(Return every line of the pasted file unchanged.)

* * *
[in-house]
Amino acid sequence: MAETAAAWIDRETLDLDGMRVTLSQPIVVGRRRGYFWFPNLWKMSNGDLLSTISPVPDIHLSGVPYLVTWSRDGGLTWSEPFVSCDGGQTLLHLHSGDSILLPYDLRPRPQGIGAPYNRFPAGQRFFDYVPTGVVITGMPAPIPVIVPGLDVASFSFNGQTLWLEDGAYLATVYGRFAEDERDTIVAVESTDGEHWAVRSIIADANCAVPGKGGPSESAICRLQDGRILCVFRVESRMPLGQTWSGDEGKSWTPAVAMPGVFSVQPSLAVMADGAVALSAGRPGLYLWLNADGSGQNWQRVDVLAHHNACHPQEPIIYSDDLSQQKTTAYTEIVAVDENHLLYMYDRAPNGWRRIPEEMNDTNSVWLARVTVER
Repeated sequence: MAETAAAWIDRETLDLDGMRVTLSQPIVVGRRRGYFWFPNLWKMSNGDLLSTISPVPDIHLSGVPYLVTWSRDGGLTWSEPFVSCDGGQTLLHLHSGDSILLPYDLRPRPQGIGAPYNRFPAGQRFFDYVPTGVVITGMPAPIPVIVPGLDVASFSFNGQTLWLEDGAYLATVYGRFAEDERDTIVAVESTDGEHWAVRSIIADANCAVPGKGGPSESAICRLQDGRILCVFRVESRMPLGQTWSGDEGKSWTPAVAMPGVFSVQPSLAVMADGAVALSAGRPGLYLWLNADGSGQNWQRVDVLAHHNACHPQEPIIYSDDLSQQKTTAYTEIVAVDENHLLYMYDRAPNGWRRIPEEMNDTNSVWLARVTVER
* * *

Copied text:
[in-house]
Amino acid sequence: MAETAAAWIDRETLDLDGMRVTLSQPIVVGRRRGYFWFPNLWKMSNGDLLSTISPVPDIHLSGVPYLVTWSRDGGLTWSEPFVSCDGGQTLLHLHSGDSILLPYDLRPRPQGIGAPYNRFPAGQRFFDYVPTGVVITGMPAPIPVIVPGLDVASFSFNGQTLWLEDGAYLATVYGRFAEDERDTIVAVESTDGEHWAVRSIIADANCAVPGKGGPSESAICRLQDGRILCVFRVESRMPLGQTWSGDEGKSWTPAVAMPGVFSVQPSLAVMADGAVALSAGRPGLYLWLNADGSGQNWQRVDVLAHHNACHPQEPIIYSDDLSQQKTTAYTEIVAVDENHLLYMYDRAPNGWRRIPEEMNDTNSVWLARVTVER
Repeated sequence: MAETAAAWIDRETLDLDGMRVTLSQPIVVGRRRGYFWFPNLWKMSNGDLLSTISPVPDIHLSGVPYLVTWSRDGGLTWSEPFVSCDGGQTLLHLHSGDSILLPYDLRPRPQGIGAPYNRFPAGQRFFDYVPTGVVITGMPAPIPVIVPGLDVASFSFNGQTLWLEDGAYLATVYGRFAEDERDTIVAVESTDGEHWAVRSIIADANCAVPGKGGPSESAICRLQDGRILCVFRVESRMPLGQTWSGDEGKSWTPAVAMPGVFSVQPSLAVMADGAVALSAGRPGLYLWLNADGSGQNWQRVDVLAHHNACHPQEPIIYSDDLSQQKTTAYTEIVAVDENHLLYMYDRAPNGWRRIPEEMNDTNSVWLARVTVER